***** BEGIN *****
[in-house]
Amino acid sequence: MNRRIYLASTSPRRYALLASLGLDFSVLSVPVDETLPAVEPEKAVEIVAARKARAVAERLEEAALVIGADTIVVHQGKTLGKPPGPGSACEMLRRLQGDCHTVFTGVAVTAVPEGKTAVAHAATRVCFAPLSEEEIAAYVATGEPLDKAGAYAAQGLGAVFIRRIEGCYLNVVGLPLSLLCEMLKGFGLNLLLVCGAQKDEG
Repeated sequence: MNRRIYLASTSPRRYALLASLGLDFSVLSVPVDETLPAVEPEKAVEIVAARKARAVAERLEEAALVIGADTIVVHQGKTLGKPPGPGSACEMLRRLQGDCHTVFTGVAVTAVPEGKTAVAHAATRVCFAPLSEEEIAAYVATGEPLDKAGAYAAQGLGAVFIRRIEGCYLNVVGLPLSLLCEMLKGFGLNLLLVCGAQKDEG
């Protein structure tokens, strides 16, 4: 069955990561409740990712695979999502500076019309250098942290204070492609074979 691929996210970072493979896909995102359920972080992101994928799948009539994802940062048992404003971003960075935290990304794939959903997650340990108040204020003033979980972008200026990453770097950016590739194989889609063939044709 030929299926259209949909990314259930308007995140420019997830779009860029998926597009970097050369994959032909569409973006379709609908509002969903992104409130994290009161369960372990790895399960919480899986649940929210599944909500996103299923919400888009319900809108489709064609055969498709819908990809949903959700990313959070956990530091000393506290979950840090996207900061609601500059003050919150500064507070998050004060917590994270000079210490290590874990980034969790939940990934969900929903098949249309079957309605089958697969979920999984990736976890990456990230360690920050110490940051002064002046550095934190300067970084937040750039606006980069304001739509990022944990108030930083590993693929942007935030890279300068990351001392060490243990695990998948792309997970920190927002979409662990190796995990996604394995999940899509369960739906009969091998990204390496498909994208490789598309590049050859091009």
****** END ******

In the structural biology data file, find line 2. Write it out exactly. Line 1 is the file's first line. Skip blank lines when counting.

Amino acid sequence: MNRRIYLASTSPRRYALLASLGLDFSVLSVPVDETLPAVEPEKAVEIVAARKARAVAERLEEAALVIGADTIVVHQGKTLGKPPGPGSACEMLRRLQGDCHTVFTGVAVTAVPEGKTAVAHAATRVCFAPLSEEEIAAYVATGEPLDKAGAYAAQGLGAVFIRRIEGCYLNVVGLPLSLLCEMLKGFGLNLLLVCGAQKDEG